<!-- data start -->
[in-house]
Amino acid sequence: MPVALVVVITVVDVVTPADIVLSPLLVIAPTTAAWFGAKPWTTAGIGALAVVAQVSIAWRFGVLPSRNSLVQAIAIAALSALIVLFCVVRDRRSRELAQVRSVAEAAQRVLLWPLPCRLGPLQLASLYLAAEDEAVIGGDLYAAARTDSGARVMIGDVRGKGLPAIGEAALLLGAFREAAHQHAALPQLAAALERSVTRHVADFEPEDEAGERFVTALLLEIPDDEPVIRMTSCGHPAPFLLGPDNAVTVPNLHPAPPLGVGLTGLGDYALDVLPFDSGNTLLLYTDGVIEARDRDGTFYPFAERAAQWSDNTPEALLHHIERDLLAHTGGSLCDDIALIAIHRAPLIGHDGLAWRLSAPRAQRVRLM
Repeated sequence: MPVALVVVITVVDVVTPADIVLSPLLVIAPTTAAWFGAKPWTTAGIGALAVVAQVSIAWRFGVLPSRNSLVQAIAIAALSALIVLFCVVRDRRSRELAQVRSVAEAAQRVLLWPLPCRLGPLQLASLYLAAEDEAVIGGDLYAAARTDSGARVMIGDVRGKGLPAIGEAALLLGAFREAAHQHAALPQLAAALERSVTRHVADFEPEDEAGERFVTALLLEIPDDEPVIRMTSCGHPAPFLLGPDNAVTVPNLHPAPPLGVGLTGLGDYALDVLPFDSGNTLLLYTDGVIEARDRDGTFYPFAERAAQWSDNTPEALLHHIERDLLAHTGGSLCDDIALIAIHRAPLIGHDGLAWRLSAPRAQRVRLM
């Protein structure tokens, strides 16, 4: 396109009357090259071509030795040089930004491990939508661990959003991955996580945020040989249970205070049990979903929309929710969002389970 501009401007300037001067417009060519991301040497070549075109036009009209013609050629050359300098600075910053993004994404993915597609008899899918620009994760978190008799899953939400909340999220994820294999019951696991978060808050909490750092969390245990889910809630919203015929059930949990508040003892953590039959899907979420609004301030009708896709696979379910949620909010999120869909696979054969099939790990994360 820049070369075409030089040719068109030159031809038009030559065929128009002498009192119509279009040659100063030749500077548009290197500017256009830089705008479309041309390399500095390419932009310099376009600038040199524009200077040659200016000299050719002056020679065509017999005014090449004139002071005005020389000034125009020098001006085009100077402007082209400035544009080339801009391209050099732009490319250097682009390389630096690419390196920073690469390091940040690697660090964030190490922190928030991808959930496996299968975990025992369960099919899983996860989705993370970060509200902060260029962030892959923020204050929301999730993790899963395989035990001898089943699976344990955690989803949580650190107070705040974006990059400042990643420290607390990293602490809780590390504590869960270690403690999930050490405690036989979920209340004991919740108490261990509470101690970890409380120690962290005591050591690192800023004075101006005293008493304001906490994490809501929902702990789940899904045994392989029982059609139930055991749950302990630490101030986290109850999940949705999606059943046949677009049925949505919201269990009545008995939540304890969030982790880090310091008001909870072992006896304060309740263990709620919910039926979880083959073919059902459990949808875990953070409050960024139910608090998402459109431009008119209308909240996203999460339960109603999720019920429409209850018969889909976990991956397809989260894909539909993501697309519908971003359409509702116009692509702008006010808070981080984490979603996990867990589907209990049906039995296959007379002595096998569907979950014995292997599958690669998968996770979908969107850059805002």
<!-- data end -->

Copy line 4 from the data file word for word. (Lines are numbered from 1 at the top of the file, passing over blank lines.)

């Protein structure tokens, strides 16, 4: 396109009357090259071509030795040089930004491990939508661990959003991955996580945020040989249970205070049990979903929309929710969002389970 501009401007300037001067417009060519991301040497070549075109036009009209013609050629050359300098600075910053993004994404993915597609008899899918620009994760978190008799899953939400909340999220994820294999019951696991978060808050909490750092969390245990889910809630919203015929059930949990508040003892953590039959899907979420609004301030009708896709696979379910949620909010999120869909696979054969099939790990994360 820049070369075409030089040719068109030159031809038009030559065929128009002498009192119509279009040659100063030749500077548009290197500017256009830089705008479309041309390399500095390419932009310099376009600038040199524009200077040659200016000299050719002056020679065509017999005014090449004139002071005005020389000034125009020098001006085009100077402007082209400035544009080339801009391209050099732009490319250097682009390389630096690419390196920073690469390091940040690697660090964030190490922190928030991808959930496996299968975990025992369960099919899983996860989705993370970060509200902060260029962030892959923020204050929301999730993790899963395989035990001898089943699976344990955690989803949580650190107070705040974006990059400042990643420290607390990293602490809780590390504590869960270690403690999930050490405690036989979920209340004991919740108490261990509470101690970890409380120690962290005591050591690192800023004075101006005293008493304001906490994490809501929902702990789940899904045994392989029982059609139930055991749950302990630490101030986290109850999940949705999606059943046949677009049925949505919201269990009545008995939540304890969030982790880090310091008001909870072992006896304060309740263990709620919910039926979880083959073919059902459990949808875990953070409050960024139910608090998402459109431009008119209308909240996203999460339960109603999720019920429409209850018969889909976990991956397809989260894909539909993501697309519908971003359409509702116009692509702008006010808070981080984490979603996990867990589907209990049906039995296959007379002595096998569907979950014995292997599958690669998968996770979908969107850059805002």